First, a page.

In early days the Pontifex Maximus drew up a list of days on which it was fas or nefas to transact business. This calendar gave the names and dates of those religious festivals which concerned the whole state. Examples of such calendars survive; though nearly all date from the Empire and contain the calendar as revised by Caesar, they nevertheless reproduce the skeleton of the original calendar, which was ascribed to Numa, and form a main source of our knowledge of early religious practice. In the absence of any system of eras the year to which the calendar referred would be denoted by affixing the names of the chief magistrates. The Pontifex at first probably recorded on the calendar any outstanding event of the year, but when these events became numerous he set up in the Regia a white tablet to record the names of the magistrates and the events of the year, such as wars, triumphs, temple foundations, eclipses and portents. These Tabulae Pontiflcum were probably first collected and published in eighty volumes of Annales Maximi by Mucius Scaevola, the Pontifex Maximus of 130 BC. How many other lists of magistrates existed we do not know; we hear, for example, of libri magistratuum on linen rolls (libri lintei) which an annalist, Licinius Macer, said he found in the temple of Juno Moneta. These lists clearly formed a primary source for annalists when they first desired to reconstruct and write up the history of Rome. Many chronological tables were in circulation towards the end of the Republic; for instance, Cicero’s friend Atticus compiled a liber Annalis. In the reign of Augustus two important lists were set up on the triumphal arch of Augustus in the Forum at Rome: the Fasti Consulares which recorded the names of the consuls, censors, dictators, masters of the horse, decemvirs and consular tribunes from the beginning of the Republic, and secondly the Fasti Triumphales which listed the magistrates and pro-magistrates who had obtained triumphs from the time of Romulus. Of these lists we have considerable fragments, now called the Capitoline Fasti because they are preserved in the Palazzo dei Conservatori Museum on the Capitol; the missing portions can be reconstructed from other sources, such as an anonymous compiler known as the Chronographer of AD 345. That similar lists existed in Rome before the time of Augustus is shown by the discovery of a calendar and list of consuls and censors on the walls of a private house of c. 70 BC at Antium.2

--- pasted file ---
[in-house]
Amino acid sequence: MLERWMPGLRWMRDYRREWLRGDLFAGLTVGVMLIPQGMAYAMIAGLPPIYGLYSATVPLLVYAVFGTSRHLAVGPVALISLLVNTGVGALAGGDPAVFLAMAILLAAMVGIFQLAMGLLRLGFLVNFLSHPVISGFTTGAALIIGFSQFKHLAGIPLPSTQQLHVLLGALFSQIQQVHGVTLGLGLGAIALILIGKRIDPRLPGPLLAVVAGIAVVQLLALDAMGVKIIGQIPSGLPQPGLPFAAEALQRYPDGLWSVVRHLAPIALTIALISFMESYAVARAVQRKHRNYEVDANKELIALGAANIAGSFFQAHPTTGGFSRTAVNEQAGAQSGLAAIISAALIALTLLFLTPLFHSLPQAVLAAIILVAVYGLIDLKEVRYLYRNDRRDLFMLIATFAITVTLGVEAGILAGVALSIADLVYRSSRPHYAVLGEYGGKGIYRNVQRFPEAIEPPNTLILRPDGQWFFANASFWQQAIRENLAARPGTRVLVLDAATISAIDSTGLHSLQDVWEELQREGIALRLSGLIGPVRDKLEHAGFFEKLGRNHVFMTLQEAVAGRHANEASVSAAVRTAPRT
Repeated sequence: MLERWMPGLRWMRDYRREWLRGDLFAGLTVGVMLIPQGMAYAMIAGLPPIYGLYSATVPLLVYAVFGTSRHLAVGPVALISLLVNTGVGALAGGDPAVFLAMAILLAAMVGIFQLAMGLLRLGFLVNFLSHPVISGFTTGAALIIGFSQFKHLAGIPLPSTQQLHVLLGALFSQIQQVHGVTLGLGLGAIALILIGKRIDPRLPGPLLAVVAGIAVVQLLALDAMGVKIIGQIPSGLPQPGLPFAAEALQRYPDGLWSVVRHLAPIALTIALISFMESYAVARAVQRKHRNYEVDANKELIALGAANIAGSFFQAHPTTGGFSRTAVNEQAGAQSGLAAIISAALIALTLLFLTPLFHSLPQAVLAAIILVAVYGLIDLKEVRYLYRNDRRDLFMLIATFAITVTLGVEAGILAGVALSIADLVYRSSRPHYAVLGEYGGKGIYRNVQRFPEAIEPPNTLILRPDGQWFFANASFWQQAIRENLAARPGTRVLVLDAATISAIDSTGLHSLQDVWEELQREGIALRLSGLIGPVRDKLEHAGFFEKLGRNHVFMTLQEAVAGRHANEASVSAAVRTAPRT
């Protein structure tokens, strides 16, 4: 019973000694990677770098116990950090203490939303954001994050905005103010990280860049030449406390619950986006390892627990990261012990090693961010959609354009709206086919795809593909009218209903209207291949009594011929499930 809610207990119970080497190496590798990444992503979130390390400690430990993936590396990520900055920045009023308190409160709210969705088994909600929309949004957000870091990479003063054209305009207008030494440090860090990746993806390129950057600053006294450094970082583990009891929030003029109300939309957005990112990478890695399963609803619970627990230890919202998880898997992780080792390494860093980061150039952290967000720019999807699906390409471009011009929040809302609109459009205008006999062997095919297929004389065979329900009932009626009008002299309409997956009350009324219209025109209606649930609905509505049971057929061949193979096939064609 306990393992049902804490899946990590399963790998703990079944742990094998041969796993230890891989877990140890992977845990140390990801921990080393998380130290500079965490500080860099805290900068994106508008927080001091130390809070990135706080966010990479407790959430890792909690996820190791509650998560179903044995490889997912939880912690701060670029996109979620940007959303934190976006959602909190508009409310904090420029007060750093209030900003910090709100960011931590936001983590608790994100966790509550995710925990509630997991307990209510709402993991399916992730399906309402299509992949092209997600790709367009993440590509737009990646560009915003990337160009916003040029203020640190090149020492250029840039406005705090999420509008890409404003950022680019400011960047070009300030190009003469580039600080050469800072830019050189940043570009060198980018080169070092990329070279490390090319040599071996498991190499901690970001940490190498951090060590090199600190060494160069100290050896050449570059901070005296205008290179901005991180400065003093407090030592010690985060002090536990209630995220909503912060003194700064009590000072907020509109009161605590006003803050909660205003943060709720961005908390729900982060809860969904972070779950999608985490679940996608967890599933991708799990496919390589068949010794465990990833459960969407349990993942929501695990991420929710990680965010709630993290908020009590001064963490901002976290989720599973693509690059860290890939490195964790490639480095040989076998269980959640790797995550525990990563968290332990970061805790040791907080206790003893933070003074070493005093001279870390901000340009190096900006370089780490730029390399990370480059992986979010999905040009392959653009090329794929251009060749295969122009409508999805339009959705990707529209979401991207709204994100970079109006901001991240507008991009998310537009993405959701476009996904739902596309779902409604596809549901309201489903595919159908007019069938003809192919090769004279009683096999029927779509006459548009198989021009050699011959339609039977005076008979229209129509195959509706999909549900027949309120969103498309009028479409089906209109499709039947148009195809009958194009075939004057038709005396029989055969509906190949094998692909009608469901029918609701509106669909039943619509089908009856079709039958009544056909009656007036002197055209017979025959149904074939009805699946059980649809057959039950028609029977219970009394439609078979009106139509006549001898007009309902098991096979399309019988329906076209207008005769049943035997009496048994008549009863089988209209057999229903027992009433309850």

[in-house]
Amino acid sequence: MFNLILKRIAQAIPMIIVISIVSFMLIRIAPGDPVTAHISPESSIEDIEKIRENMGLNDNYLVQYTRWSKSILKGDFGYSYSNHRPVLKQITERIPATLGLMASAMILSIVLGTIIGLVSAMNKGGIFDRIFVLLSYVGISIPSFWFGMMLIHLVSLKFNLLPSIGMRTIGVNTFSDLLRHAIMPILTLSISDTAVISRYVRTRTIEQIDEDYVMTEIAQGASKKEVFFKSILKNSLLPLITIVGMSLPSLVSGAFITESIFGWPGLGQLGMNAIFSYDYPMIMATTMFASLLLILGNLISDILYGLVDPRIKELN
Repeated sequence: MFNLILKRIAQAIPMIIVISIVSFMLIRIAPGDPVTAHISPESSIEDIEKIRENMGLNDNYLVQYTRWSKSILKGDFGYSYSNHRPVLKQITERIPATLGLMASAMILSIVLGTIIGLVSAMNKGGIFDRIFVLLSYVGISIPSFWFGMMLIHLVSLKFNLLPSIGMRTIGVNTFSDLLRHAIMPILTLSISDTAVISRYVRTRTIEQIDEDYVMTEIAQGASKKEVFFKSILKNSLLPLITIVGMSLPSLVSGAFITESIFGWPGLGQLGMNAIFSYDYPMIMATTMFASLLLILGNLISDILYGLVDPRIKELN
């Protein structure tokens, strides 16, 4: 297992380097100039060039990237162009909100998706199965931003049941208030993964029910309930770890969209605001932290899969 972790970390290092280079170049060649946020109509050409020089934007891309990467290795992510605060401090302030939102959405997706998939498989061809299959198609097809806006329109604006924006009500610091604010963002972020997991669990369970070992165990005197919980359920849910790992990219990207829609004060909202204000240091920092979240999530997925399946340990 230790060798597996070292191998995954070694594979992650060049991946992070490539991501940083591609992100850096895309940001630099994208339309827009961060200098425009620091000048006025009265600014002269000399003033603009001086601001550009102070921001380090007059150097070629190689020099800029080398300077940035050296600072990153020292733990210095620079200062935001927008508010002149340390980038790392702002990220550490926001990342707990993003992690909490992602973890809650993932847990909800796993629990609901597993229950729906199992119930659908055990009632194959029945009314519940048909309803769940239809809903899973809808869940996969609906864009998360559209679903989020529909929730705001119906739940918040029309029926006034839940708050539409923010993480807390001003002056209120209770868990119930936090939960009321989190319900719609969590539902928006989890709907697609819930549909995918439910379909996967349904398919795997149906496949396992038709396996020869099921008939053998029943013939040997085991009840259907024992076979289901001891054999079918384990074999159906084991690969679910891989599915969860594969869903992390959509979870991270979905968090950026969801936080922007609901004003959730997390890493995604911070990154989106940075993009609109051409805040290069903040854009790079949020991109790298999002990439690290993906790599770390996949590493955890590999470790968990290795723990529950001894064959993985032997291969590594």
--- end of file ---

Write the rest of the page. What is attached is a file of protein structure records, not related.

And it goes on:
The crucial question is how far the Fasti of the fifth and fourth centuries are reliable; for the later period their authenticity is not doubted. The credibility of the whole of early Roman history depends to a considerable extent upon the answer. It is admitted on all sides that the early lists are not free from errors and falsifications. Mommsen’s belief in their substantial reliability was succeeded by the hypercritical attitude of Pais who denied them virtually any value. A reaction followed, led by the saner counsels of De Sanctis, and even Pais somewhat modified his earlier views, but unanimity is far from being reached. A primary consideration is the possibility of the survival of early documents after the sack of Rome in 390. It has sometimes been maintained that all the old temples perished in the fire. Archaeological research has shown that this is not true in the main, though in the case of the Regia itself a verdict of ‘not proven’ must be returned.3 And if the Gauls spared the temples they probably spared the archives and records which they contained. It is noteworthy that though Athens was burnt by the Persians in 480 and 479 a list of eponymous magistrates of the city going back two centuries earlier survived. But though the probability of the survival of early records be admitted, the errors of the Fasti cannot be overlooked. Both Livy (viii, 40) and Cicero (Brut. 62) tell how tradition was impaired by funeral eulogies and family pride which appropriated to itself the glory of exploits belonging to others. It is sometimes said that since the plebeians did not hold the consulship until 367 all plebeian names in the Fasti before that date must be forgeries due to the class and family pride of the great plebeian families; and an occasion for the falsification is found in the Lex Ogulnia (c. 300) which admitted plebeians to the college of pontiffs (p. 111). This raises the question: when were the Tabulae of the pontiffs begun and when were they first publicly exposed? They may not have been made public earlier than c. 300 when popular demand became vocal, because before then the nobility had other ways of getting any information they required. This, however, does not mean that the annales started then. Cicero (de orat., II, 12, 52) expressly says that they went back to the beginnings of the Roman state. Beloch, however, denies this; on the evidence of the only genuine fragments of the annales which refer to an eclipse, also mentioned by Ennius, he assigns the beginning of genuine records to a little before 288, which is the date he conjectures for the eclipse which must have been the first in a series. But the evidence is far from satisfactory and Beloch himself can only find a few interpolations in the consular Fasti of 486–364 BC and has accepted the Fasti Triumphales as a useful source.4 In the Fasti of the fifth century many names occur which were unknown in later times; there can be little reason to suppose that these are interpolations. Further, since patricians and plebeians often had the same names in early times and as original patrician names sometimes passed over to plebeian families, it is not necessary to assume that all the names in the Fasti which were later plebeian need be plebeian inventions. Thus it is not unreasonable to suppose that the Fasti are substantially sound from the beginning of the fifth century and that, despite some later inventions, a reliable list of names is to be found. It is also easy to exaggerate the extent to which the lists used by the later Roman annalists differed from one another.